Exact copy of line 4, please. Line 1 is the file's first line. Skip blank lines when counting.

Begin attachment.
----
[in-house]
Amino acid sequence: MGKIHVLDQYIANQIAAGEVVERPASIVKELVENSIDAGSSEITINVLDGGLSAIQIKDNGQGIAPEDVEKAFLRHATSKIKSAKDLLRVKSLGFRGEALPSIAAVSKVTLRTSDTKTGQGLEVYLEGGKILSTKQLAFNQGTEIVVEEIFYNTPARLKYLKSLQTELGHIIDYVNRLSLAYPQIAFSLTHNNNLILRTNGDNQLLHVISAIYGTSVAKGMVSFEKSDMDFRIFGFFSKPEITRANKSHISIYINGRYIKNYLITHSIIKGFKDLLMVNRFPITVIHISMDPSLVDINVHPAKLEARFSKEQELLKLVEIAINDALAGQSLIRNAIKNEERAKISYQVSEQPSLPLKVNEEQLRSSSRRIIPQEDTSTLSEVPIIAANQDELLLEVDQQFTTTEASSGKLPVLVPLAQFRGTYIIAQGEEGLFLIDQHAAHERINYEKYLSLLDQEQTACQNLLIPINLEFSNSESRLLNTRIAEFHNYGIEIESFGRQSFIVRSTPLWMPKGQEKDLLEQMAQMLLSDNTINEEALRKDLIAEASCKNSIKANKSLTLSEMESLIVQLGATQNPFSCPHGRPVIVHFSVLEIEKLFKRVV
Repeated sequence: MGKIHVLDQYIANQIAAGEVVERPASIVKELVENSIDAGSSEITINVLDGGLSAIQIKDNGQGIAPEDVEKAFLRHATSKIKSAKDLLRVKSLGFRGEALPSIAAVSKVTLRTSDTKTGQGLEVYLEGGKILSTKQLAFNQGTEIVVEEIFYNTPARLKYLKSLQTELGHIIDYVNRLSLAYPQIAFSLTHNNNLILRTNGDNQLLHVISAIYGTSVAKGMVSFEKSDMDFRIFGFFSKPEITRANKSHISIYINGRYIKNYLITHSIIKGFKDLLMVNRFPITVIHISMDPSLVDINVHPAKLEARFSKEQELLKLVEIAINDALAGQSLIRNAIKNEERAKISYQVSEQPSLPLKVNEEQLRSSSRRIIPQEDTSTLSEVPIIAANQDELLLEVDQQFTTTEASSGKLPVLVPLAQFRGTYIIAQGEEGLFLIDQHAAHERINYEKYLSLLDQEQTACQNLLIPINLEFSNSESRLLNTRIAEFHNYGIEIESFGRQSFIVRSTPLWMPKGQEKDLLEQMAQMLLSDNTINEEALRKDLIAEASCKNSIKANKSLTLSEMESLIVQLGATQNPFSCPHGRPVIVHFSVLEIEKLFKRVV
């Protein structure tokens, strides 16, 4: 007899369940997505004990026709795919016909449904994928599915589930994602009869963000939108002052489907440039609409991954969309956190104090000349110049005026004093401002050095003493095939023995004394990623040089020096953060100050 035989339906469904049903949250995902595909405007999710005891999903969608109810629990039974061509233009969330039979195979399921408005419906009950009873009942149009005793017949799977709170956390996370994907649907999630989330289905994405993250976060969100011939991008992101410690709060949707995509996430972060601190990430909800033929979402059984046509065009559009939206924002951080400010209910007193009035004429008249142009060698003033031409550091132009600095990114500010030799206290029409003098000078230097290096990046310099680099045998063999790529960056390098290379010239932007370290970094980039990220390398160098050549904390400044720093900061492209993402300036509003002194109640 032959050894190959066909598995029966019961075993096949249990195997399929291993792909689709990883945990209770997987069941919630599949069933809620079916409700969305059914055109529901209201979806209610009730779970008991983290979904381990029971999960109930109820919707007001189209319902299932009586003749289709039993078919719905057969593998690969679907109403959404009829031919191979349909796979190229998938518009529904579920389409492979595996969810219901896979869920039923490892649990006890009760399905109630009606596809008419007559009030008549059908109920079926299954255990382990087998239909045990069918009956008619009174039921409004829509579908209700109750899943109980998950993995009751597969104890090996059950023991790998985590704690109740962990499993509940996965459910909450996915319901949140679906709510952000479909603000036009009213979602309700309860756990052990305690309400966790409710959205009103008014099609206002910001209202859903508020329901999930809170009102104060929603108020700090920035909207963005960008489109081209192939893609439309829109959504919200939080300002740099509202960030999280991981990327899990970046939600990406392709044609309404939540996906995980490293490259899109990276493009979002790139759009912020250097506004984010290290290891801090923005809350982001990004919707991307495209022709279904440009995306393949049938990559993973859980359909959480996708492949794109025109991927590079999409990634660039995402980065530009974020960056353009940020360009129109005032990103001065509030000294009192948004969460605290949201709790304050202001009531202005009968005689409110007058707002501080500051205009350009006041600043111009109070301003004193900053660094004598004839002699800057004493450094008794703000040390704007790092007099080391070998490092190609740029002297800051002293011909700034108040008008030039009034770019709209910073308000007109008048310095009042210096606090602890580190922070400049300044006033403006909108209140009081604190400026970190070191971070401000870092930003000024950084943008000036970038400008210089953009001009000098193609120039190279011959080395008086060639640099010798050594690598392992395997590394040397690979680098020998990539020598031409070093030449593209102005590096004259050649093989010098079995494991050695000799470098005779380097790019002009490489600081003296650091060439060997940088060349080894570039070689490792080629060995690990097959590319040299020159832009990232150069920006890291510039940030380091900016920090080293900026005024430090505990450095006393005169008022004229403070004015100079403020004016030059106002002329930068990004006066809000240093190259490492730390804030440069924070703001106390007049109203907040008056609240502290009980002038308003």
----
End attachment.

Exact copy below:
């Protein structure tokens, strides 16, 4: 007899369940997505004990026709795919016909449904994928599915589930994602009869963000939108002052489907440039609409991954969309956190104090000349110049005026004093401002050095003493095939023995004394990623040089020096953060100050 035989339906469904049903949250995902595909405007999710005891999903969608109810629990039974061509233009969330039979195979399921408005419906009950009873009942149009005793017949799977709170956390996370994907649907999630989330289905994405993250976060969100011939991008992101410690709060949707995509996430972060601190990430909800033929979402059984046509065009559009939206924002951080400010209910007193009035004429008249142009060698003033031409550091132009600095990114500010030799206290029409003098000078230097290096990046310099680099045998063999790529960056390098290379010239932007370290970094980039990220390398160098050549904390400044720093900061492209993402300036509003002194109640 032959050894190959066909598995029966019961075993096949249990195997399929291993792909689709990883945990209770997987069941919630599949069933809620079916409700969305059914055109529901209201979806209610009730779970008991983290979904381990029971999960109930109820919707007001189209319902299932009586003749289709039993078919719905057969593998690969679907109403959404009829031919191979349909796979190229998938518009529904579920389409492979595996969810219901896979869920039923490892649990006890009760399905109630009606596809008419007559009030008549059908109920079926299954255990382990087998239909045990069918009956008619009174039921409004829509579908209700109750899943109980998950993995009751597969104890090996059950023991790998985590704690109740962990499993509940996965459910909450996915319901949140679906709510952000479909603000036009009213979602309700309860756990052990305690309400966790409710959205009103008014099609206002910001209202859903508020329901999930809170009102104060929603108020700090920035909207963005960008489109081209192939893609439309829109959504919200939080300002740099509202960030999280991981990327899990970046939600990406392709044609309404939540996906995980490293490259899109990276493009979002790139759009912020250097506004984010290290290891801090923005809350982001990004919707991307495209022709279904440009995306393949049938990559993973859980359909959480996708492949794109025109991927590079999409990634660039995402980065530009974020960056353009940020360009129109005032990103001065509030000294009192948004969460605290949201709790304050202001009531202005009968005689409110007058707002501080500051205009350009006041600043111009109070301003004193900053660094004598004839002699800057004493450094008794703000040390704007790092007099080391070998490092190609740029002297800051002293011909700034108040008008030039009034770019709209910073308000007109008048310095009042210096606090602890580190922070400049300044006033403006909108209140009081604190400026970190070191971070401000870092930003000024950084943008000036970038400008210089953009001009000098193609120039190279011959080395008086060639640099010798050594690598392992395997590394040397690979680098020998990539020598031409070093030449593209102005590096004259050649093989010098079995494991050695000799470098005779380097790019002009490489600081003296650091060439060997940088060349080894570039070689490792080629060995690990097959590319040299020159832009990232150069920006890291510039940030380091900016920090080293900026005024430090505990450095006393005169008022004229403070004015100079403020004016030059106002002329930068990004006066809000240093190259490492730390804030440069924070703001106390007049109203907040008056609240502290009980002038308003």